Grunig (J.E). Furnishing the Edifice. Ongoing Research on Public Relations as a Strategic Management Function. In: (Eds.) Sriramesh (K.), Zerfass (A.), Kim (J.-N.). Public Relations and Communication Management. Current Trends and Emerging Topics. New York, Routledge, 2013, pp. 1-26.
When you are planning to use survey research, keep in mind that internet-distributed surveys are the easiest way to complete the task. However, most of the available tools are not free. So, compare survey tools well before you start and make sure you reserve part of your budget to pay for a likely and most-needed upgrade. Also inquire the administration of your institution (university or otherwise) to make sure there is not yet a deal with one of the major providers of software on the market.
To cut a long story short: there are great tools on the market but be prepared that the ones that are user friendly can come at a steep price. Please keep also in mind that not every tool offers you carefree export of data to Excel or SPSS in their free version (or their cheapest price plan). Most offer you enough information, making comparing the different solutions a bit easier. What I found is that there are three major alternatives (and one niche player):
What frustrated me is that Qualtrics does not offer a clear overview on their pricing plans. This is why I went at length to make a dummy account (because we have a subscription at our university) to find out what you can and can't do with a free account. My major conclusion: options are really limited and export to SPSS is not possible. However, you can look up the answers of each respondent and hand-code them in SPSS afterwards (which is very time consuming). They also have this price plan if you click "upgrade":
Today I stumbled upon a (relatively old) article that was published in Administrative Science Quarterly (Miles, 1979, vol. 24, no. 4, pp. 590-601) about the "problems" that scholars encounter when digging into qualitative data. A few of the pros and cons of working with qualitative data were listed. As you will notice, most of them feel really familiar:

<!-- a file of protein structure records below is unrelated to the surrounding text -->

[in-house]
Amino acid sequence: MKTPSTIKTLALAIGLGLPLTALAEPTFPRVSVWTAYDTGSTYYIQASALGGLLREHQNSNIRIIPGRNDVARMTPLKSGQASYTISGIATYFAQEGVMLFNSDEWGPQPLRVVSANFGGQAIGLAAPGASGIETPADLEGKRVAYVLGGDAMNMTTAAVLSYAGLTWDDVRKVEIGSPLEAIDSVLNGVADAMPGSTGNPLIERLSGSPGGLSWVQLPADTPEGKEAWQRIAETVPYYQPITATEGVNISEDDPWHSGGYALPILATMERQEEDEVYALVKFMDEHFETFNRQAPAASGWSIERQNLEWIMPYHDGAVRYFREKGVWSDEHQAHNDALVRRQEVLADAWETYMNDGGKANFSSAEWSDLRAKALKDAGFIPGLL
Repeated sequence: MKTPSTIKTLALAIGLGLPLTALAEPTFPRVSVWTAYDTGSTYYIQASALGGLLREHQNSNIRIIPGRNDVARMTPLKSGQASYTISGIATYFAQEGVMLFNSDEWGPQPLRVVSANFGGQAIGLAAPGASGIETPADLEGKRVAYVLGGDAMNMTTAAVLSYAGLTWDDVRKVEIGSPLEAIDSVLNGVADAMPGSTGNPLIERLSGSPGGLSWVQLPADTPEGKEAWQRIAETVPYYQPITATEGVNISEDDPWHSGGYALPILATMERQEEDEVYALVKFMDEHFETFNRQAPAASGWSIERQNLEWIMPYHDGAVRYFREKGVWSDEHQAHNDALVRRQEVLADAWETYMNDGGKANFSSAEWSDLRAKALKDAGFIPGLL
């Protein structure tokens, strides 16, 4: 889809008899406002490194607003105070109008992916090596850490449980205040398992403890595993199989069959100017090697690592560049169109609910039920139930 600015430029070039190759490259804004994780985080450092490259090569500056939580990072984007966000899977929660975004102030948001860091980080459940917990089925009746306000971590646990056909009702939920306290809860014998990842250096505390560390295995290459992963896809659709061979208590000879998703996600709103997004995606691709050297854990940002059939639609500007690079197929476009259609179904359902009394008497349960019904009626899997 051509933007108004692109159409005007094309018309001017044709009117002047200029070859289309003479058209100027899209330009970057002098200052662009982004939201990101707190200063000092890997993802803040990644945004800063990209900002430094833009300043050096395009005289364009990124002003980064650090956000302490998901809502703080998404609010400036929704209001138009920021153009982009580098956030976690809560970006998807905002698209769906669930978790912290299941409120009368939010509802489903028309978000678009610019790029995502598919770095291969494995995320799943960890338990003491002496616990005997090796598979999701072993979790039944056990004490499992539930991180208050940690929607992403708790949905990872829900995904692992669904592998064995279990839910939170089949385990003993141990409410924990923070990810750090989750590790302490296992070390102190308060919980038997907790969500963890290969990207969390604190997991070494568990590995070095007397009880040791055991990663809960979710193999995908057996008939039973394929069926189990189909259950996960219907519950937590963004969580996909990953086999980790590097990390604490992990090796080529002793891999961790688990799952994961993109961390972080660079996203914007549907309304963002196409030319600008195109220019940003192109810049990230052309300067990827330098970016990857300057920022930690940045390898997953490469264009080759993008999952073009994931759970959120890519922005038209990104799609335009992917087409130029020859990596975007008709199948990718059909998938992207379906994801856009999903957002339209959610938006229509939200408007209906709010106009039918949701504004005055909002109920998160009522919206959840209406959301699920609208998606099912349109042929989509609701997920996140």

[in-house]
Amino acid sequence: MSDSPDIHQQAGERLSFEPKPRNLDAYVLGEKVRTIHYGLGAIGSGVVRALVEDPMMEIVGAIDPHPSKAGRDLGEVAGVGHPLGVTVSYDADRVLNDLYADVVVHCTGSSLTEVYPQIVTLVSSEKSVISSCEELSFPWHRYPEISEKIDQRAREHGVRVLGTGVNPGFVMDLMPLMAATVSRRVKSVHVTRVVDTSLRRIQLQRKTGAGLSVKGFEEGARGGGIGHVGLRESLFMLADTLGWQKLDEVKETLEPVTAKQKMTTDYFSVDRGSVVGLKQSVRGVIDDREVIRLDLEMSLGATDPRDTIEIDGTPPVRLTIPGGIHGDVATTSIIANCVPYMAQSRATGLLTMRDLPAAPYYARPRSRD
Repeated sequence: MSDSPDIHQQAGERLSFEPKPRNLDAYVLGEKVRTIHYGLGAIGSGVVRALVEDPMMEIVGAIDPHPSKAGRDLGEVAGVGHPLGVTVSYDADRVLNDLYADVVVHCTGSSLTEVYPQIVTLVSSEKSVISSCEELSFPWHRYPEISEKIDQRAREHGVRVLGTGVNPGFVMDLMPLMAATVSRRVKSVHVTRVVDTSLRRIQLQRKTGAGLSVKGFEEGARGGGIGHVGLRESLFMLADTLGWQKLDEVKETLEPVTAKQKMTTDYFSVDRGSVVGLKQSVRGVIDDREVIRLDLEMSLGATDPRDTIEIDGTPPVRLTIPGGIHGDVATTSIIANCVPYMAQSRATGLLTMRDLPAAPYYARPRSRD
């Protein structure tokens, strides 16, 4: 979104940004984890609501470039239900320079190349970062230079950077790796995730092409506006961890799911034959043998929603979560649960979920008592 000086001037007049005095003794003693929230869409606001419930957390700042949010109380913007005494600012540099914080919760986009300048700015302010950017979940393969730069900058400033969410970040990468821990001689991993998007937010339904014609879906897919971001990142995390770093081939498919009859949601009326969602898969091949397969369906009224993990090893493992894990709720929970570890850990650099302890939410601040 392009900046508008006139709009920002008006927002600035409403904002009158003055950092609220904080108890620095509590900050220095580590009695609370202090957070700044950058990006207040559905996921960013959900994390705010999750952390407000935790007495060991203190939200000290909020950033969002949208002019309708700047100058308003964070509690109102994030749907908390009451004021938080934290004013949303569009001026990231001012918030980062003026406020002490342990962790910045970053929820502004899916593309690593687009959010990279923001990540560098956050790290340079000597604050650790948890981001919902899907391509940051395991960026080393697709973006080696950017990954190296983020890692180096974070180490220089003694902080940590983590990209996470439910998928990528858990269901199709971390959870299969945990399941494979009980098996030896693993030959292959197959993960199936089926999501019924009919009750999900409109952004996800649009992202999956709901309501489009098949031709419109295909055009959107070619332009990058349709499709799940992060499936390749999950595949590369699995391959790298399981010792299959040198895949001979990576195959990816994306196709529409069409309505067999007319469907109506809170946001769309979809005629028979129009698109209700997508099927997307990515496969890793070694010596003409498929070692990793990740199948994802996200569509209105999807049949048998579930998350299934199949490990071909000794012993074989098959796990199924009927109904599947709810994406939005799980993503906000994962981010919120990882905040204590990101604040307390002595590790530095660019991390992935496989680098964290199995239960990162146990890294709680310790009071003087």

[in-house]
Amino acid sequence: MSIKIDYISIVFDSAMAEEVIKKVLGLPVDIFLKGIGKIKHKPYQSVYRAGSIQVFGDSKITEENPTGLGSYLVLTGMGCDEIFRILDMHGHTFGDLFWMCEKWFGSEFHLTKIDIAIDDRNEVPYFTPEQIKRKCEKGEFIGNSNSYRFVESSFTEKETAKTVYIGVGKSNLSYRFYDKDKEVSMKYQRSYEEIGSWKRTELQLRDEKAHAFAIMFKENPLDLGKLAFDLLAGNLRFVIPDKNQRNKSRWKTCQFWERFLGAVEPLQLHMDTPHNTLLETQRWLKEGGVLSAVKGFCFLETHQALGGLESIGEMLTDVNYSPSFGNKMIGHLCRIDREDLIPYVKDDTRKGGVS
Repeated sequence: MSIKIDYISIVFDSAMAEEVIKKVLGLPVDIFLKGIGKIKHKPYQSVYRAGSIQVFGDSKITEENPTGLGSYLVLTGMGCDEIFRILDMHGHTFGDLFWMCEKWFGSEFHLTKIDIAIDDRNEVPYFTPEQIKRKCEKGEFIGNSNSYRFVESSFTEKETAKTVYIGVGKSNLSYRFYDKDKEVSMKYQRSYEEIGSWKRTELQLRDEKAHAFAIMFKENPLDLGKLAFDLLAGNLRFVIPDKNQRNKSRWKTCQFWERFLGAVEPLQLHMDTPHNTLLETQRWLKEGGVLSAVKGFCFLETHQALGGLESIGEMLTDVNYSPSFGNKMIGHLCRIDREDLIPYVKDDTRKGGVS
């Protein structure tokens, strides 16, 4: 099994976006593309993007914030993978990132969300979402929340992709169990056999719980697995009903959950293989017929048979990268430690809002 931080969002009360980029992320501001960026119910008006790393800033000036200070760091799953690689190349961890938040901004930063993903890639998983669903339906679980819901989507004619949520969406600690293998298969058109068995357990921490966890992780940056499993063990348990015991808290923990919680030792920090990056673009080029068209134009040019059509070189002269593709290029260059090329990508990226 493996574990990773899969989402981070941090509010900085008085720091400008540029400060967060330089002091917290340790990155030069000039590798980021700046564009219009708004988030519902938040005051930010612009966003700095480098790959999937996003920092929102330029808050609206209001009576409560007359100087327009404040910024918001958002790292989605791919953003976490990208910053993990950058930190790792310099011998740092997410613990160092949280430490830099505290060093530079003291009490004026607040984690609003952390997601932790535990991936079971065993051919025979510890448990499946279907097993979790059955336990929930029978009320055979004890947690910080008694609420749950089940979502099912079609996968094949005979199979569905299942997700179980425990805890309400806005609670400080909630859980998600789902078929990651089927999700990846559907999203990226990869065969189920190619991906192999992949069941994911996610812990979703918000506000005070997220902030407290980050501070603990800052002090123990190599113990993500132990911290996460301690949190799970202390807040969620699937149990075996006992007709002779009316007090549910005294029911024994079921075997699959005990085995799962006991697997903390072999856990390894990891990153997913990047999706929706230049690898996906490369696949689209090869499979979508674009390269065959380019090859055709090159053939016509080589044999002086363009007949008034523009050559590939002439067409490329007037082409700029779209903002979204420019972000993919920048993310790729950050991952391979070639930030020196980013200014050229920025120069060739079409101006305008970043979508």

Pros of qualitative data (p. 590):
Cons of qualitative data (p. 590):
Of particular interest to me was a fragment found on pages 594-595:
"We also learned that much analysis was going on in the mind of the fieldworker. Each one developed a fairly rich set of working hypotheses about what was going on in his or her site, along with a fairly retrievable store of specific anecdotes and incidents supporting the hypotheses. But without interaction with colleagues, the hypotheses went unchallenged and usually untested, and the anecdotes remembered were only those in support of the hypotheses."
Notice the words "anecdotes", "hypotheses" and the claim that qualitative researchers have a tendency to remember those fragments of data that support the hypotheses. A proposed solution is member checking although we cannot establish how strongly this protects us against "self-delusion".
As you might know already I organized a series of interviews with internal communicators in 2014. The overall aim was to gather data from semi-structured interviews in order to gain a better understanding of how these professionals make sense of their work. I consider this research to be valuable because at this point we know relatively little about how PR practitioners reflect on their own work (L'Etang, 2006, p. 27). My impression, that I still need to prove with empirical results, is that internal communicators have a strong feeling that practices in their field of expertise are changing.
Although most of my PhD work revolves around qualitative methods I have also included some quantitative data. This is because I am convinced that different techniques inherited from both methodological traditions can enrich the research by allowing the scholar to approach a problem from different perspectives. During my series of interviews I asked my respondents to answer a limited number of questions from a structured interview. Since it was my first survey and given my focus on the ensuing semi-open interview I was not able to get much useful data from the quantitative questions. I will briefly mention pitfalls that I stepped into and of which I hope that future research will take note.